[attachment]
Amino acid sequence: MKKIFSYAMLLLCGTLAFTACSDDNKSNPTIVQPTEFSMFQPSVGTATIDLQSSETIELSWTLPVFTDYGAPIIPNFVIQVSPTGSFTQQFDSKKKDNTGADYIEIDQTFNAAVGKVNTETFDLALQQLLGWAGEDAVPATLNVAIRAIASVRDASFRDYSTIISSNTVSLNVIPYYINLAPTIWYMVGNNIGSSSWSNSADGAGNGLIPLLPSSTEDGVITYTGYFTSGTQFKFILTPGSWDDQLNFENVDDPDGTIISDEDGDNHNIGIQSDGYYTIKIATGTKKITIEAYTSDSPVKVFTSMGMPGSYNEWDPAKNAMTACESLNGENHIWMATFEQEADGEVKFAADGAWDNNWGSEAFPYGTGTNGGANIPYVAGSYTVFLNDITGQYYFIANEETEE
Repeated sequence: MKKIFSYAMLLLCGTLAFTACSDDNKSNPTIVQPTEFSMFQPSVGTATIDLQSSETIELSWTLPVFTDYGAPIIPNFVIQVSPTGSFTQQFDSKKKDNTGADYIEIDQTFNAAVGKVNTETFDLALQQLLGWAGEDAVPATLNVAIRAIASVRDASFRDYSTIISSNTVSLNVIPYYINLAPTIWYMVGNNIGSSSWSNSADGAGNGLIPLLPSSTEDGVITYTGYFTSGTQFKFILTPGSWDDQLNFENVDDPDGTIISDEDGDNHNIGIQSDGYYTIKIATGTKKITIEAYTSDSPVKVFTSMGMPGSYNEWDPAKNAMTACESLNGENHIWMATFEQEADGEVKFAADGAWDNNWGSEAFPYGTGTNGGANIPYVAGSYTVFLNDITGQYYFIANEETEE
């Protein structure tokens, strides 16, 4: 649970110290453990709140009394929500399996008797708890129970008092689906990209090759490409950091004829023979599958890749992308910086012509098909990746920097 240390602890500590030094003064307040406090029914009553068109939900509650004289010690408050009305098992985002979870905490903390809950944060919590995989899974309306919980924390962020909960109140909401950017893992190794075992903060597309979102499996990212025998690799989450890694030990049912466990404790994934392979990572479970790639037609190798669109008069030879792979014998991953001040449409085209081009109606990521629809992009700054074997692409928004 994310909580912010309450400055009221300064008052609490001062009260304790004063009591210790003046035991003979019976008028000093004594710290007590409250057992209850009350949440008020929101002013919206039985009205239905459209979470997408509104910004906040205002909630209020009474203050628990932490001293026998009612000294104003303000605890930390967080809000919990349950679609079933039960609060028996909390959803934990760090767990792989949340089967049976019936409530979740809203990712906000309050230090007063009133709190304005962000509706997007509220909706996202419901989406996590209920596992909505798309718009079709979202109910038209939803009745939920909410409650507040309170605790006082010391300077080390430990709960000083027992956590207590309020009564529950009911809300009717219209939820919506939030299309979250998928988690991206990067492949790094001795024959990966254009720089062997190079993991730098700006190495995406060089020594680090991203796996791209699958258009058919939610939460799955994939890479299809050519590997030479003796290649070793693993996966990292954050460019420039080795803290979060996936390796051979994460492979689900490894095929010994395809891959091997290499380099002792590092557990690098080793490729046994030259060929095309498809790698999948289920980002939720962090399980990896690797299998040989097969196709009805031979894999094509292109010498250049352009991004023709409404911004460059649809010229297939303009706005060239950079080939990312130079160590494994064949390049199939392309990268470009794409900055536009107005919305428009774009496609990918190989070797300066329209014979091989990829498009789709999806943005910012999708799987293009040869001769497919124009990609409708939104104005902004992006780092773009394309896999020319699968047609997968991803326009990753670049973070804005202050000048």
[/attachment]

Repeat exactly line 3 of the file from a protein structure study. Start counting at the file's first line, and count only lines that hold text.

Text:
């Protein structure tokens, strides 16, 4: 649970110290453990709140009394929500399996008797708890129970008092689906990209090759490409950091004829023979599958890749992308910086012509098909990746920097 240390602890500590030094003064307040406090029914009553068109939900509650004289010690408050009305098992985002979870905490903390809950944060919590995989899974309306919980924390962020909960109140909401950017893992190794075992903060597309979102499996990212025998690799989450890694030990049912466990404790994934392979990572479970790639037609190798669109008069030879792979014998991953001040449409085209081009109606990521629809992009700054074997692409928004 994310909580912010309450400055009221300064008052609490001062009260304790004063009591210790003046035991003979019976008028000093004594710290007590409250057992209850009350949440008020929101002013919206039985009205239905459209979470997408509104910004906040205002909630209020009474203050628990932490001293026998009612000294104003303000605890930390967080809000919990349950679609079933039960609060028996909390959803934990760090767990792989949340089967049976019936409530979740809203990712906000309050230090007063009133709190304005962000509706997007509220909706996202419901989406996590209920596992909505798309718009079709979202109910038209939803009745939920909410409650507040309170605790006082010391300077080390430990709960000083027992956590207590309020009564529950009911809300009717219209939820919506939030299309979250998928988690991206990067492949790094001795024959990966254009720089062997190079993991730098700006190495995406060089020594680090991203796996791209699958258009058919939610939460799955994939890479299809050519590997030479003796290649070793693993996966990292954050460019420039080795803290979060996936390796051979994460492979689900490894095929010994395809891959091997290499380099002792590092557990690098080793490729046994030259060929095309498809790698999948289920980002939720962090399980990896690797299998040989097969196709009805031979894999094509292109010498250049352009991004023709409404911004460059649809010229297939303009706005060239950079080939990312130079160590494994064949390049199939392309990268470009794409900055536009107005919305428009774009496609990918190989070797300066329209014979091989990829498009789709999806943005910012999708799987293009040869001769497919124009990609409708939104104005902004992006780092773009394309896999020319699968047609997968991803326009990753670049973070804005202050000048």